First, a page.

Following: Nolan Begins

Ladies and gentlemen, won’t you FOLLOW me in this review?…he-he, get it?…*ahem* anyway, on to the review shall we?

REPPED: From a technical standpoint, Following is perfectly fine. It has a lot of the Nolan flair albeit less refined, which is understandable considering this is one of his first major films. Too many film bros seem to think that black and white makes their film feel more arty farty, but with Following it’s actually appropriate considering the fact that this was made to look and feel like a noir film.

NEGGED: You know you’re watching a Nolan film when the narrative jumps back-and-forth, up-and-down like a rollercoaster. Nonlinear storytelling can work and it has worked in other Nolan films, but it doesn’t feel appropriate for a film like Following. In Roger Ebert’s review for Following, he states: http://Already in “Following” you see Nolan’s affinity for convoluted chronological structure and the final twist, in which all the jigsaw plot pieces snap into place and you finally see the whole picture (along with the main character). You may wonder just how necessary/integral they are, but they help make the film fun to watch, even if they don’t necessarily add up to a whole lot. This is the problem: it doesn’t amount to anything at the end. Following could have played out in a traditional three-act structure and nothing would have been lost or gained. It doesn’t affect the final product, but it feels as if Nolan tries to make a simple story more complex than it needed to be.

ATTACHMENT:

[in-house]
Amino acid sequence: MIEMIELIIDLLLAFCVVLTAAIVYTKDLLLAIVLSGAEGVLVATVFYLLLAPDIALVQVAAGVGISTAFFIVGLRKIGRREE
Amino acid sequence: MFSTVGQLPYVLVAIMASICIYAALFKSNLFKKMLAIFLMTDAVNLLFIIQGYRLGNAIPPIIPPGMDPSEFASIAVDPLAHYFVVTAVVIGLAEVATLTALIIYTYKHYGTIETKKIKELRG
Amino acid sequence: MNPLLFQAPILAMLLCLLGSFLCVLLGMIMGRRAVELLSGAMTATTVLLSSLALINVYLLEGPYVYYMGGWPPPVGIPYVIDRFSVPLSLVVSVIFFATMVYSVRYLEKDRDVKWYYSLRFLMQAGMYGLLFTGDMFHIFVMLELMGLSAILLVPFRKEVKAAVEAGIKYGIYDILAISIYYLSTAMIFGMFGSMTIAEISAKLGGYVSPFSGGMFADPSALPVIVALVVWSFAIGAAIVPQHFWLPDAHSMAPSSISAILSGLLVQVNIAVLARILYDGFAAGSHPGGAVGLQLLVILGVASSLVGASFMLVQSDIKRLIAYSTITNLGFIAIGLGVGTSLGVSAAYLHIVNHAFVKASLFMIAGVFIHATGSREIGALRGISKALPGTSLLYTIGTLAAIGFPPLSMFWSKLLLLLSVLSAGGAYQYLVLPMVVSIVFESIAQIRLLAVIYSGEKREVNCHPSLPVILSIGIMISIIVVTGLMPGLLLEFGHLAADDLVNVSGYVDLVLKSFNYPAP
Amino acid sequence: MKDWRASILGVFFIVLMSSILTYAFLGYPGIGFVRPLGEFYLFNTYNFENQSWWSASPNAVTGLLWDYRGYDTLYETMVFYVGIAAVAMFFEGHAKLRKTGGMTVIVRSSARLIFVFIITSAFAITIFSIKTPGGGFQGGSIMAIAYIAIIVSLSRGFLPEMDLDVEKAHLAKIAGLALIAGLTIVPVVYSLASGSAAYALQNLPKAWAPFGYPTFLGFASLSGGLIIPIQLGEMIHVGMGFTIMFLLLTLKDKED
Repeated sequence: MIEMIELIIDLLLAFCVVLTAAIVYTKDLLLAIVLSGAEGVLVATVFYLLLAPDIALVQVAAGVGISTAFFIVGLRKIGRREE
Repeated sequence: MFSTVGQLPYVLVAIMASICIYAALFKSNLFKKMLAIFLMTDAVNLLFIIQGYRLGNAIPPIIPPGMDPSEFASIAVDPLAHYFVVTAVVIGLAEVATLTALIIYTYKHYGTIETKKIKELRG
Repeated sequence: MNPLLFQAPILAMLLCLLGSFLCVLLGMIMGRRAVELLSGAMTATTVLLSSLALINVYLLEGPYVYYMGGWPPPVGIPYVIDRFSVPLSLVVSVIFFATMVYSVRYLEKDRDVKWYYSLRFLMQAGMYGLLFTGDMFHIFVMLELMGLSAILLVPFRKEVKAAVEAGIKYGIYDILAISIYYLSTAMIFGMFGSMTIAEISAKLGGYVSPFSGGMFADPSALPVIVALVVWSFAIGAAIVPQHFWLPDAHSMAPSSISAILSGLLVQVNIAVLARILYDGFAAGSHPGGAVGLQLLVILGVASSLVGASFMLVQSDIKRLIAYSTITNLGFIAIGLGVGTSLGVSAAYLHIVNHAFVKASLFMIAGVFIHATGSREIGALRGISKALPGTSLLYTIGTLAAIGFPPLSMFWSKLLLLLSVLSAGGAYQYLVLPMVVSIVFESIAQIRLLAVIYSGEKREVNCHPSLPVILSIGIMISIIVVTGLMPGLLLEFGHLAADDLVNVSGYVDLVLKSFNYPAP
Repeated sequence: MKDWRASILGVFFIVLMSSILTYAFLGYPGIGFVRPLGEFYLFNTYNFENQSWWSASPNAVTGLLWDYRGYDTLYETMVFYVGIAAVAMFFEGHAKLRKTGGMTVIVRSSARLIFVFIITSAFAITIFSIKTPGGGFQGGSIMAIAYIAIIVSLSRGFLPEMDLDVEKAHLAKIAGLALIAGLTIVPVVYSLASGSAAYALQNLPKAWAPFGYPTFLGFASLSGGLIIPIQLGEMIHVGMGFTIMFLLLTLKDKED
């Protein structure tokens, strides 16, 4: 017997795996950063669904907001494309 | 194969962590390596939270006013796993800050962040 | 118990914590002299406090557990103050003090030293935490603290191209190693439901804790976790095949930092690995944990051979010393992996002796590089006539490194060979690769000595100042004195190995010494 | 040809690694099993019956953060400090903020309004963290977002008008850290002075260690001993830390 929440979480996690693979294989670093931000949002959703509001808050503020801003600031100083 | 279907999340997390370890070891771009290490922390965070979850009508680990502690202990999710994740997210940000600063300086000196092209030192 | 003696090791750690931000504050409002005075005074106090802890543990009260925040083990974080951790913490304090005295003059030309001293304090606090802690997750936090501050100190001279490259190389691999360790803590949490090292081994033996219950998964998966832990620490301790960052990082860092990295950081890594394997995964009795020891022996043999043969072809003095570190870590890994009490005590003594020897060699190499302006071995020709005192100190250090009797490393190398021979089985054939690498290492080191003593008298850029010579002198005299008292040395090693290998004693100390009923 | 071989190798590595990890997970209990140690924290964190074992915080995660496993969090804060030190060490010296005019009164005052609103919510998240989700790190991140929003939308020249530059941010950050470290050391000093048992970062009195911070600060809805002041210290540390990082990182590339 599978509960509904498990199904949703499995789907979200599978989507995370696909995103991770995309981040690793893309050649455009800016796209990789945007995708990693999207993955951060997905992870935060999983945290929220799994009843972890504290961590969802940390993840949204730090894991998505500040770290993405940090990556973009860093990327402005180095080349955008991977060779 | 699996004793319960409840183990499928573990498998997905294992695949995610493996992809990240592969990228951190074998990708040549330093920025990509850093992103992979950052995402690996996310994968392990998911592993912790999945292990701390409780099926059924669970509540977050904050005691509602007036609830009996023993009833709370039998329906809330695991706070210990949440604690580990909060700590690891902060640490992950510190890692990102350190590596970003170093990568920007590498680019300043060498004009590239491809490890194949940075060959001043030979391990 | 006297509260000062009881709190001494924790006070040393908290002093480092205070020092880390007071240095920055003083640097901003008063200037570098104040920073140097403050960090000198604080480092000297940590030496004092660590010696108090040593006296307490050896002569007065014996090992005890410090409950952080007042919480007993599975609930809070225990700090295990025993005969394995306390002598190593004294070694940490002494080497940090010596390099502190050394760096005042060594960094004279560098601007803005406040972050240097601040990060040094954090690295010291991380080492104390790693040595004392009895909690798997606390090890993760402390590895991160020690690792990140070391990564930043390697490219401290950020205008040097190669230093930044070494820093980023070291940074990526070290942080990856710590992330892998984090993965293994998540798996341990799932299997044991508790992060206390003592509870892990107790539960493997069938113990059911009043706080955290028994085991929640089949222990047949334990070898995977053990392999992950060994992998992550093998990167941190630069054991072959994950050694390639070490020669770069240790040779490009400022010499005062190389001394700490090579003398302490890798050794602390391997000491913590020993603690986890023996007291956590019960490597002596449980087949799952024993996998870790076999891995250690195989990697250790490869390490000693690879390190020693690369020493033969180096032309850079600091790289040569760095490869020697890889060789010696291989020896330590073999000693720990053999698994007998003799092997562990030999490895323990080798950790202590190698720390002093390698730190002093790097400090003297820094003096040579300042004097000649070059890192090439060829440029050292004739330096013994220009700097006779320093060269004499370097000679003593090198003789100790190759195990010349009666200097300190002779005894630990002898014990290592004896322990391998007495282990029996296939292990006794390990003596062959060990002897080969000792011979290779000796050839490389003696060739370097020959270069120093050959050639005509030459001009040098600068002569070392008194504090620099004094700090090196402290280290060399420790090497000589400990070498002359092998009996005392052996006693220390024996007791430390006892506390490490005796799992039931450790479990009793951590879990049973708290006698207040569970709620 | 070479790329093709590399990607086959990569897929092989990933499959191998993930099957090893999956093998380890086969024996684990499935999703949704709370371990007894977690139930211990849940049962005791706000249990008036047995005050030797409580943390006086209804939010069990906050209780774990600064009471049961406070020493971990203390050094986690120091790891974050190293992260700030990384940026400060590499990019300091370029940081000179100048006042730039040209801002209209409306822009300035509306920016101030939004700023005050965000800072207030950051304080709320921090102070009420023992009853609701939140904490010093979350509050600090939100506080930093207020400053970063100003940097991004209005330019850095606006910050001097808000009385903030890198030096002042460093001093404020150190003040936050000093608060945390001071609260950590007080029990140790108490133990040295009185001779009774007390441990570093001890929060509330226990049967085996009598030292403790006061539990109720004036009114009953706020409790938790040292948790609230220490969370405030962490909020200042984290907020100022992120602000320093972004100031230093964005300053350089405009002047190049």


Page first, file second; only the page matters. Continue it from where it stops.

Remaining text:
FINAL VERDICT: You ever watch a movie that’s competently made, but just doesn’t connect with you for some reason or another? Following is that film for me. If we look at Following as its own piece, it’s nothing particularly memorable, but when you look at it in the context of Nolan’s filmography, this is a blueprint into the kind of filmmaker he’d eventually become. For one, you have Alex Haw’s Cobb who feels like an “early draft” for the Cobb we’d eventually get in Inception: the swagged out infiltrator who’s confident and good at his job. Add a little nonlinear storytelling and a femme fatale and you’ve got yourself a Nolan sandwich! Following may be bottom-tier Nolan, but it’s a confidenty made directorial debut from one of the greatest auteurs of modern cinema.

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